Renewable Energy: World Invests $244 billion in 2012, Geographic Shift to Developing Countries
The sister publications, REN21’s Renewables 2013 Global Status Report and Frankfurt School – UNEP/BNEF’s Global Trends in Renewable Energy Investment 2013 were launched June 12th, 2013.
Global demand for renewable energy continued to rise during 2011 and 2012, supplying an estimated 19% of global final energy consumption in 2011 (the latest year for which data are available), with a little less than half from traditional biomass.
For only the second time since 2006, global investments in renewable energy in 2012 failed to top the year before, falling 12% mainly due to dramatically lower solar prices and weakened US and EU markets, says the Frankfurt School – UNEP/BNEF report, Global Trends in Renewable Energy Investment 2013. However, with $244 billion (including small hydro-electric projects) 2012 was the second highest year ever for renewable energy investments. There was a continuing upward trend in developing countries, with investments in the South topping $112 billion versus $132 billon in developed countries—a dramatic change from 2007, when developed economies invested 2.5 times more in renewables (excluding large hydro) than developing countries. The gap has now closed to just 18%.
In terms of power generation capacity, 2012 was another record year with 115 GW of new renewables installed worldwide, equivalent to just over half of total net additions. REN21’s Renewables 2013 Global Status Report demonstrates that the right policies can drive the successful integration of larger shares of renewables in the energy mix. Of the 138 countries with renewables targets or policies in place, two-thirds are in the developing world. The geographical distribution of renewables deployment is also widening, particularly in the developing countries.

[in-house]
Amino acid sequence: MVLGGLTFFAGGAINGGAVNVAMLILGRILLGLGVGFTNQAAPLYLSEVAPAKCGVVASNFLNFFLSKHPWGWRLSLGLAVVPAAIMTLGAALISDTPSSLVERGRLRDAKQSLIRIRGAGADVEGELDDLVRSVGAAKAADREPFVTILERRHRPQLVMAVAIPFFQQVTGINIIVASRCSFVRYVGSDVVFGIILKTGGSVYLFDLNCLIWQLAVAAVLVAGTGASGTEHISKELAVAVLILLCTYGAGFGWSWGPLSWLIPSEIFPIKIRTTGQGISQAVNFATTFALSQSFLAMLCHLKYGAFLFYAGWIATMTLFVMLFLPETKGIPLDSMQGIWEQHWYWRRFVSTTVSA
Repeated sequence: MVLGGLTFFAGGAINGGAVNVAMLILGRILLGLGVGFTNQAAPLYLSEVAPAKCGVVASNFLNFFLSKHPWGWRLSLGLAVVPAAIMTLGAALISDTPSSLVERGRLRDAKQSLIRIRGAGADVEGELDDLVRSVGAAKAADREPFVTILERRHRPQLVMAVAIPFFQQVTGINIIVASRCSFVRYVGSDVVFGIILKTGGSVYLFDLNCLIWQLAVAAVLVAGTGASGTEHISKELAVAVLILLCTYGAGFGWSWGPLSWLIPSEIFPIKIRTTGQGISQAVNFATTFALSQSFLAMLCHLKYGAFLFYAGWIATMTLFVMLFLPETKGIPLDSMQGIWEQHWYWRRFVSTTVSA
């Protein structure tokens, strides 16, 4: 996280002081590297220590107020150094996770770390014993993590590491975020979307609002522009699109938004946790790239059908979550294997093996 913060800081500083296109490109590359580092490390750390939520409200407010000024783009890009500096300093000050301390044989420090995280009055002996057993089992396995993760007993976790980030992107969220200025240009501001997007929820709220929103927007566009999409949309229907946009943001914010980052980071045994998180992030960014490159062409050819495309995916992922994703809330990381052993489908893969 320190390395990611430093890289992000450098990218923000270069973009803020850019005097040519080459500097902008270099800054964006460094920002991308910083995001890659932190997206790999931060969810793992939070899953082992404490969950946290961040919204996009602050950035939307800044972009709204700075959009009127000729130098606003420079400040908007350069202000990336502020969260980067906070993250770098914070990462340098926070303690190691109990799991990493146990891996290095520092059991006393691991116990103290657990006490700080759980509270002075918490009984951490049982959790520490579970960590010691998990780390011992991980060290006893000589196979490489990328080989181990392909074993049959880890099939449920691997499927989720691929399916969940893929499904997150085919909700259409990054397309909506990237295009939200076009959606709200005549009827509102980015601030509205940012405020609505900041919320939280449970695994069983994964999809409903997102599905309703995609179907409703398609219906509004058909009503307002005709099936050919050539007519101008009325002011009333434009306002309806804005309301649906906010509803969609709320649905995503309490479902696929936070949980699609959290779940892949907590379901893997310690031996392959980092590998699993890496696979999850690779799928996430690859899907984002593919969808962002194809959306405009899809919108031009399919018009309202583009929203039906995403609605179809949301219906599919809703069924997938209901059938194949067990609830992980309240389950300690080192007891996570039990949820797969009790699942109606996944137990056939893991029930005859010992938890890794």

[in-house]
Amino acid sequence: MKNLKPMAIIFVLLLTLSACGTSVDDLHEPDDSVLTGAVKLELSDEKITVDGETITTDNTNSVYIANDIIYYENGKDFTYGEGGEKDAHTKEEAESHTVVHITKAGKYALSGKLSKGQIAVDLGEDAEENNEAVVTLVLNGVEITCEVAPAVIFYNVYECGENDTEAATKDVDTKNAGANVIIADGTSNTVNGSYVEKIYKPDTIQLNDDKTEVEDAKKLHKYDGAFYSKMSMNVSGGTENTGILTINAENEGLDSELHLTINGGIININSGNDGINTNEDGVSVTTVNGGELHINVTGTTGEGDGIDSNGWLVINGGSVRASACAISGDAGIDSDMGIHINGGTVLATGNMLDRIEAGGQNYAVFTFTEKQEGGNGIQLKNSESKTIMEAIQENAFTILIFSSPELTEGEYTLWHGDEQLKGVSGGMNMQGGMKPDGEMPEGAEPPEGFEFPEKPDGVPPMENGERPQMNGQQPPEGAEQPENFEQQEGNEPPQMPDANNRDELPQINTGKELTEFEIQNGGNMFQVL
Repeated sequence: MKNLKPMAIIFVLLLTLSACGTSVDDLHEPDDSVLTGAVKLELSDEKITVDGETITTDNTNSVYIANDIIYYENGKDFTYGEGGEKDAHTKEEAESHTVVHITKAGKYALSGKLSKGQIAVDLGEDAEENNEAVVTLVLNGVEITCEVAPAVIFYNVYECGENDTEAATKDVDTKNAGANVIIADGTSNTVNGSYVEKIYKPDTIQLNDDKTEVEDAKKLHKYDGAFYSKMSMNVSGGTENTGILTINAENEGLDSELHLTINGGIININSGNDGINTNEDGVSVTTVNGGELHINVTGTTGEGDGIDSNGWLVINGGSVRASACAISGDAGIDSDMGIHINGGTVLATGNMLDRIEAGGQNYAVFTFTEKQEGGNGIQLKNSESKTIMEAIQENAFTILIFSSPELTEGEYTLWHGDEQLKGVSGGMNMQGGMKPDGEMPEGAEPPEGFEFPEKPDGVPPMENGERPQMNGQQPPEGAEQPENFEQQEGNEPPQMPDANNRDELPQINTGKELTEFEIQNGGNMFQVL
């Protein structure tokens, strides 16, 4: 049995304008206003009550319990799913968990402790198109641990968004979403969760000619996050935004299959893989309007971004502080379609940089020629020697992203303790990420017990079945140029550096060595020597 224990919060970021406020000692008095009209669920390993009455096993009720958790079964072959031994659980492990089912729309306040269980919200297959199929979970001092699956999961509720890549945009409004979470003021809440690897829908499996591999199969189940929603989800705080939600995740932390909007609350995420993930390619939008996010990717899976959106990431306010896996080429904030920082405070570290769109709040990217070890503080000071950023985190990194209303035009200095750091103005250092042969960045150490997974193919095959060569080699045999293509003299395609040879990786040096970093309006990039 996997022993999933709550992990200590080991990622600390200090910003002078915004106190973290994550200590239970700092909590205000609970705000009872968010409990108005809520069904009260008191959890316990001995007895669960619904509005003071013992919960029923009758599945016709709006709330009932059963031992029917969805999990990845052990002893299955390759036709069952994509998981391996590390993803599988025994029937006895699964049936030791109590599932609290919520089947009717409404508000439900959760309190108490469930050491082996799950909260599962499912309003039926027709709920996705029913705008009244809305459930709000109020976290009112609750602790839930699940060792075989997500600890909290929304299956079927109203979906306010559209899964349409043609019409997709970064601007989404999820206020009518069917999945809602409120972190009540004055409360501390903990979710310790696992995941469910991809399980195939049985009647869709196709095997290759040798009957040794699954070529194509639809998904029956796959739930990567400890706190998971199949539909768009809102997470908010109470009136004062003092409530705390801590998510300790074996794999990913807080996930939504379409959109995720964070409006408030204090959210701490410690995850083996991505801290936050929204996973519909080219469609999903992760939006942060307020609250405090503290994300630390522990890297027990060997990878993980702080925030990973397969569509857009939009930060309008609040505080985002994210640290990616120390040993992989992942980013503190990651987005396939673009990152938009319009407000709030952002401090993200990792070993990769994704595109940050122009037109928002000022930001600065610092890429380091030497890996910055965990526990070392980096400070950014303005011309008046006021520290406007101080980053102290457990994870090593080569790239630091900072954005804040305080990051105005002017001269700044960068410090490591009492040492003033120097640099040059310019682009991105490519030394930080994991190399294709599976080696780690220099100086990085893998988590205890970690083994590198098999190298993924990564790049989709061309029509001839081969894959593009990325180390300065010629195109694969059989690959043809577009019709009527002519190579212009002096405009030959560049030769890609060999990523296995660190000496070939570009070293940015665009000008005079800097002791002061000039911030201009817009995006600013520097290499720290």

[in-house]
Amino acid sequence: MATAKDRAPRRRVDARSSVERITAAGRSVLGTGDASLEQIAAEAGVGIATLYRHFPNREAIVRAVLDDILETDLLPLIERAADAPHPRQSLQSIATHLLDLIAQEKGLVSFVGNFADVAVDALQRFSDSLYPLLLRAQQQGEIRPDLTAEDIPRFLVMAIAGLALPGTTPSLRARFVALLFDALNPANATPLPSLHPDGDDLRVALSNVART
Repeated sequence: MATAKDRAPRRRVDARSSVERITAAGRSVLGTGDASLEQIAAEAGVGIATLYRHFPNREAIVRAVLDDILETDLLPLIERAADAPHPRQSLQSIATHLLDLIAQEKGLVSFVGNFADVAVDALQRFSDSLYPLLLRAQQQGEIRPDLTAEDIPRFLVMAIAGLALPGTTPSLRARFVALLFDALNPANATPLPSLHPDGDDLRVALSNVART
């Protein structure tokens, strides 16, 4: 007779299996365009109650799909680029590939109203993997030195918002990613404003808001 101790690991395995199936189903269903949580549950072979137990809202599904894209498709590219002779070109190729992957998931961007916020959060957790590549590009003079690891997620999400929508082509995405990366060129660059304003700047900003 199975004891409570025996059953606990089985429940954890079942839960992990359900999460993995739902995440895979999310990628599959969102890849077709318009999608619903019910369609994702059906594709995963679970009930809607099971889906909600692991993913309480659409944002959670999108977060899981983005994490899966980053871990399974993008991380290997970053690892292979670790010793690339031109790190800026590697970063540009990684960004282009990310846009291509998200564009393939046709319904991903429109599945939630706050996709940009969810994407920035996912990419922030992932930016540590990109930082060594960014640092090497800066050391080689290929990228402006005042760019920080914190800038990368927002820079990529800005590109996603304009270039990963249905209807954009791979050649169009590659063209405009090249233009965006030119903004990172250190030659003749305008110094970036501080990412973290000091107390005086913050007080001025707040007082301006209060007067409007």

Total renewable power capacity worldwide exceeded 1,470 GW in 2012, up 8.5% from 2011. Wind power accounted for about 39% of renewable power capacity added followed by hydropower and solar PV, which each accounted for approximately 26%. Solar PV capacity reached the 100 GW milestone, surpassing bio-power to become the third largest renewable technology in terms of capacity in operation, after hydro and wind.
In the lead is China, which in 2012 consolidated its position as the world’s dominant renewable energy market player—up 22%, an equivalent of $67 billion, thanks largely to a jump in solar investment. Elsewhere there were particularly sharp increases in South Africa, Morocco, Mexico, Chile and Kenya, with Middle East and Africa showing the highest regional growth of 228% to $12 billion. This development is particularly encouraging in view of the interlinked nature of the UN Secretary General’s Sustainable Energy for All objectives of universal access to modern energy services, and the doubling of both the global rate of improvement in energy efficiency and the share of renewable energy in the global energy mix by 2030.
In 2012, an estimated 5.7 million people worldwide worked directly or indirectly in the renewable energy sector. Although a growing number of countries invest in renewable energy, the bulk of employment remains concentrated in a relatively small number of countries, including Brazil, China, India, members of the EU, and the US. Employment is flourishing in other countries, and there is an increasing number of technical and sale jobs, particularly in the off-grid sector in the developing world.